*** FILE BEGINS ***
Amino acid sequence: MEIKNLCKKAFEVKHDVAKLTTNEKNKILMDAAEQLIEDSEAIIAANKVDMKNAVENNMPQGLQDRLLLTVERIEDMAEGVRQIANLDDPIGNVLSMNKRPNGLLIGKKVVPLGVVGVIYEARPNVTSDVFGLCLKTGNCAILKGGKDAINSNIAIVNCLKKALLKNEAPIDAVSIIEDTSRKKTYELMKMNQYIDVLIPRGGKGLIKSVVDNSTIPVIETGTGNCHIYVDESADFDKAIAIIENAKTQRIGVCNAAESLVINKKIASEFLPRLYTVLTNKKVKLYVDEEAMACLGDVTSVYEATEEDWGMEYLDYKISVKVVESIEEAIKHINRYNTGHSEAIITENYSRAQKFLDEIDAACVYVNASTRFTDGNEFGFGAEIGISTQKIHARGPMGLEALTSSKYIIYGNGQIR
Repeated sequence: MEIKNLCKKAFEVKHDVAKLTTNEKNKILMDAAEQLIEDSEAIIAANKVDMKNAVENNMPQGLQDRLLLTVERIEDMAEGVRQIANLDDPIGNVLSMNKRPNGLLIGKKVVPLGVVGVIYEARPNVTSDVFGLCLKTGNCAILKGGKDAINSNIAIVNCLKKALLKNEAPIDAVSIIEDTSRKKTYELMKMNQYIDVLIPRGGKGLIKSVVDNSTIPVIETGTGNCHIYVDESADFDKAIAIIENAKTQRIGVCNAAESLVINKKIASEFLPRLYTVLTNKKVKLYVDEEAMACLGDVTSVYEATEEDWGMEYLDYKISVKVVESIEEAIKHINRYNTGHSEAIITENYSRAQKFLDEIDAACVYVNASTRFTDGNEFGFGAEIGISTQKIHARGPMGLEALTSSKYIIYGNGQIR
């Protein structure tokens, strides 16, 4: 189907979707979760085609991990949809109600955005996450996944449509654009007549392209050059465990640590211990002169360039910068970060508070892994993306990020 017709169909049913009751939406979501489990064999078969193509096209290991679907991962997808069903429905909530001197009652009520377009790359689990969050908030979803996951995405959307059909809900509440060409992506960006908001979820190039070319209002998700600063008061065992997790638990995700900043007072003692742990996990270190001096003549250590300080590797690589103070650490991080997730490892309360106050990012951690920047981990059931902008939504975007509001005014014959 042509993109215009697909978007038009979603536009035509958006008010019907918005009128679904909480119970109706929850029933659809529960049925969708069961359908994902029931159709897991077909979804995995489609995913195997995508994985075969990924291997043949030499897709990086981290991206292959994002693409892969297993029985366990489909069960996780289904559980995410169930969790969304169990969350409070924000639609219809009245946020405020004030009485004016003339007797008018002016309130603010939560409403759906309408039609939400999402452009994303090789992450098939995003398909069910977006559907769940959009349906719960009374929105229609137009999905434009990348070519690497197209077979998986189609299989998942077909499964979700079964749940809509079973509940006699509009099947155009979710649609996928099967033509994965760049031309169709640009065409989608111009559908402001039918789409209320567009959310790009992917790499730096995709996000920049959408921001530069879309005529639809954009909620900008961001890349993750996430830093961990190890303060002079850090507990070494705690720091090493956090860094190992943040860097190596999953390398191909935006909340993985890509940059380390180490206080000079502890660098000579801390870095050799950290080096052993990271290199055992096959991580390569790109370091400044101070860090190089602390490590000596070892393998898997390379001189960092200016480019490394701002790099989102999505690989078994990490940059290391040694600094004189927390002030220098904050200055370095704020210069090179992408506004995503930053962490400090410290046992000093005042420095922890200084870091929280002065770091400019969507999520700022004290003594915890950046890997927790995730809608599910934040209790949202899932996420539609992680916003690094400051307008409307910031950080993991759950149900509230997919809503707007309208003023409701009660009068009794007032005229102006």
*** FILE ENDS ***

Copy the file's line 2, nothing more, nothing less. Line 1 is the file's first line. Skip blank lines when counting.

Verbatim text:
Repeated sequence: MEIKNLCKKAFEVKHDVAKLTTNEKNKILMDAAEQLIEDSEAIIAANKVDMKNAVENNMPQGLQDRLLLTVERIEDMAEGVRQIANLDDPIGNVLSMNKRPNGLLIGKKVVPLGVVGVIYEARPNVTSDVFGLCLKTGNCAILKGGKDAINSNIAIVNCLKKALLKNEAPIDAVSIIEDTSRKKTYELMKMNQYIDVLIPRGGKGLIKSVVDNSTIPVIETGTGNCHIYVDESADFDKAIAIIENAKTQRIGVCNAAESLVINKKIASEFLPRLYTVLTNKKVKLYVDEEAMACLGDVTSVYEATEEDWGMEYLDYKISVKVVESIEEAIKHINRYNTGHSEAIITENYSRAQKFLDEIDAACVYVNASTRFTDGNEFGFGAEIGISTQKIHARGPMGLEALTSSKYIIYGNGQIR